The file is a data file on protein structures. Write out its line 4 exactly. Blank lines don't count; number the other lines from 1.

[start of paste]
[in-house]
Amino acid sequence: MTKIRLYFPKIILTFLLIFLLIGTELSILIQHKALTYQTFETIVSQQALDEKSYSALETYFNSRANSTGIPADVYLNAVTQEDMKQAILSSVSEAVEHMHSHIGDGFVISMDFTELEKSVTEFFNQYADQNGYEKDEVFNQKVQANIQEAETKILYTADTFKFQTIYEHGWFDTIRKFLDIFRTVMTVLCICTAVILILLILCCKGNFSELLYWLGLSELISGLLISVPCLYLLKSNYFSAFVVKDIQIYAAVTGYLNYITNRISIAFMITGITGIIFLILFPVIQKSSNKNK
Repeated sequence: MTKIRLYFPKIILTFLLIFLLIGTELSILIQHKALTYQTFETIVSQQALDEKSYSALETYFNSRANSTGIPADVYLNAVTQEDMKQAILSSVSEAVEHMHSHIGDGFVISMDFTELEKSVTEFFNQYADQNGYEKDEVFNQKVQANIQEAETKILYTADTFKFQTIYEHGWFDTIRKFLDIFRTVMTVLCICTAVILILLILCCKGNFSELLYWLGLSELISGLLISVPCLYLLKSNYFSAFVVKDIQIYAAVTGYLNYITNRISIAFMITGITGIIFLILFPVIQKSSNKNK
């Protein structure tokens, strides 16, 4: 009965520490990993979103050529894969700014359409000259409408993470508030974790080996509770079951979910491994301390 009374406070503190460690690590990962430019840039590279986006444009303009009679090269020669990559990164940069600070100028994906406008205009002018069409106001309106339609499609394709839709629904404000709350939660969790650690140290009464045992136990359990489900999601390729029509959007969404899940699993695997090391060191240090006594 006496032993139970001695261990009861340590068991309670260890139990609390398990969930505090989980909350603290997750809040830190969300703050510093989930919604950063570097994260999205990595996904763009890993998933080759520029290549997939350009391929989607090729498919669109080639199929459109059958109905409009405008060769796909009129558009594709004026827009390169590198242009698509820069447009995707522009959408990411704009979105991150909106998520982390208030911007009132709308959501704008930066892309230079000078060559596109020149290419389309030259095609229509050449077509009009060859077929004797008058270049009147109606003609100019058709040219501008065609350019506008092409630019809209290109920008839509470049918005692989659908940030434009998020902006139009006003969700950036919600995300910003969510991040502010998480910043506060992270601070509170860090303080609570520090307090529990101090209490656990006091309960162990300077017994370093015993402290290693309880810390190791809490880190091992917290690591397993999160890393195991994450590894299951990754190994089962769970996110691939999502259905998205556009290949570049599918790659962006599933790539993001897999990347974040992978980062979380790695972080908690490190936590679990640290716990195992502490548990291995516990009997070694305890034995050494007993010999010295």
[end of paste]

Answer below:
């Protein structure tokens, strides 16, 4: 009965520490990993979103050529894969700014359409000259409408993470508030974790080996509770079951979910491994301390 009374406070503190460690690590990962430019840039590279986006444009303009009679090269020669990559990164940069600070100028994906406008205009002018069409106001309106339609499609394709839709629904404000709350939660969790650690140290009464045992136990359990489900999601390729029509959007969404899940699993695997090391060191240090006594 006496032993139970001695261990009861340590068991309670260890139990609390398990969930505090989980909350603290997750809040830190969300703050510093989930919604950063570097994260999205990595996904763009890993998933080759520029290549997939350009391929989607090729498919669109080639199929459109059958109905409009405008060769796909009129558009594709004026827009390169590198242009698509820069447009995707522009959408990411704009979105991150909106998520982390208030911007009132709308959501704008930066892309230079000078060559596109020149290419389309030259095609229509050449077509009009060859077929004797008058270049009147109606003609100019058709040219501008065609350019506008092409630019809209290109920008839509470049918005692989659908940030434009998020902006139009006003969700950036919600995300910003969510991040502010998480910043506060992270601070509170860090303080609570520090307090529990101090209490656990006091309960162990300077017994370093015993402290290693309880810390190791809490880190091992917290690591397993999160890393195991994450590894299951990754190994089962769970996110691939999502259905998205556009290949570049599918790659962006599933790539993001897999990347974040992978980062979380790695972080908690490190936590679990640290716990195992502490548990291995516990009997070694305890034995050494007993010999010295």